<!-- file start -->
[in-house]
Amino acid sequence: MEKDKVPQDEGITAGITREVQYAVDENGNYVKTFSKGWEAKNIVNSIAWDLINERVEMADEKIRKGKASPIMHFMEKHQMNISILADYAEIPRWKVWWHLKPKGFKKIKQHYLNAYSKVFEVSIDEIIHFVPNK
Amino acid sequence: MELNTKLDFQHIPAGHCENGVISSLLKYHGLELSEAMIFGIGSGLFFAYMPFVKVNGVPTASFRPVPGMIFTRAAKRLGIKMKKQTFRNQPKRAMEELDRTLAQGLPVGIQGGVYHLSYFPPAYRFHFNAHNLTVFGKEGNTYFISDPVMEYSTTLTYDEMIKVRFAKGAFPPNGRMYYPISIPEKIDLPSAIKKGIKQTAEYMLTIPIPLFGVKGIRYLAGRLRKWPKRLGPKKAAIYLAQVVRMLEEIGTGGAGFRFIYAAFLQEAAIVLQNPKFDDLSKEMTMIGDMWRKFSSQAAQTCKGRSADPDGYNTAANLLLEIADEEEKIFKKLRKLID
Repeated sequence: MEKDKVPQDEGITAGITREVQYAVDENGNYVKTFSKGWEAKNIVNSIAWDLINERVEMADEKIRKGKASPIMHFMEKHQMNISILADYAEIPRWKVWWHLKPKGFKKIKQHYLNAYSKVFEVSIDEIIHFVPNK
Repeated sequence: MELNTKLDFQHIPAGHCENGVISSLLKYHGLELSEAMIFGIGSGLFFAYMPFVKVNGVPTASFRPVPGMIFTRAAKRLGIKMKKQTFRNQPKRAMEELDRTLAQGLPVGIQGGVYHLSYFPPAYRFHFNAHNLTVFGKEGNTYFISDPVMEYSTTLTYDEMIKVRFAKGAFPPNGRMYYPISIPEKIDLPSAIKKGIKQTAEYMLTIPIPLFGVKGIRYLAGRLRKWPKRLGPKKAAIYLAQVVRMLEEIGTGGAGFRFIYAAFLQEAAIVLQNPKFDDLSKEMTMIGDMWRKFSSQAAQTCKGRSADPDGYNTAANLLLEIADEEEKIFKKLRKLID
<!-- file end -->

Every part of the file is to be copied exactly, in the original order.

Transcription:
[in-house]
Amino acid sequence: MEKDKVPQDEGITAGITREVQYAVDENGNYVKTFSKGWEAKNIVNSIAWDLINERVEMADEKIRKGKASPIMHFMEKHQMNISILADYAEIPRWKVWWHLKPKGFKKIKQHYLNAYSKVFEVSIDEIIHFVPNK
Amino acid sequence: MELNTKLDFQHIPAGHCENGVISSLLKYHGLELSEAMIFGIGSGLFFAYMPFVKVNGVPTASFRPVPGMIFTRAAKRLGIKMKKQTFRNQPKRAMEELDRTLAQGLPVGIQGGVYHLSYFPPAYRFHFNAHNLTVFGKEGNTYFISDPVMEYSTTLTYDEMIKVRFAKGAFPPNGRMYYPISIPEKIDLPSAIKKGIKQTAEYMLTIPIPLFGVKGIRYLAGRLRKWPKRLGPKKAAIYLAQVVRMLEEIGTGGAGFRFIYAAFLQEAAIVLQNPKFDDLSKEMTMIGDMWRKFSSQAAQTCKGRSADPDGYNTAANLLLEIADEEEKIFKKLRKLID
Repeated sequence: MEKDKVPQDEGITAGITREVQYAVDENGNYVKTFSKGWEAKNIVNSIAWDLINERVEMADEKIRKGKASPIMHFMEKHQMNISILADYAEIPRWKVWWHLKPKGFKKIKQHYLNAYSKVFEVSIDEIIHFVPNK
Repeated sequence: MELNTKLDFQHIPAGHCENGVISSLLKYHGLELSEAMIFGIGSGLFFAYMPFVKVNGVPTASFRPVPGMIFTRAAKRLGIKMKKQTFRNQPKRAMEELDRTLAQGLPVGIQGGVYHLSYFPPAYRFHFNAHNLTVFGKEGNTYFISDPVMEYSTTLTYDEMIKVRFAKGAFPPNGRMYYPISIPEKIDLPSAIKKGIKQTAEYMLTIPIPLFGVKGIRYLAGRLRKWPKRLGPKKAAIYLAQVVRMLEEIGTGGAGFRFIYAAFLQEAAIVLQNPKFDDLSKEMTMIGDMWRKFSSQAAQTCKGRSADPDGYNTAANLLLEIADEEEKIFKKLRKLID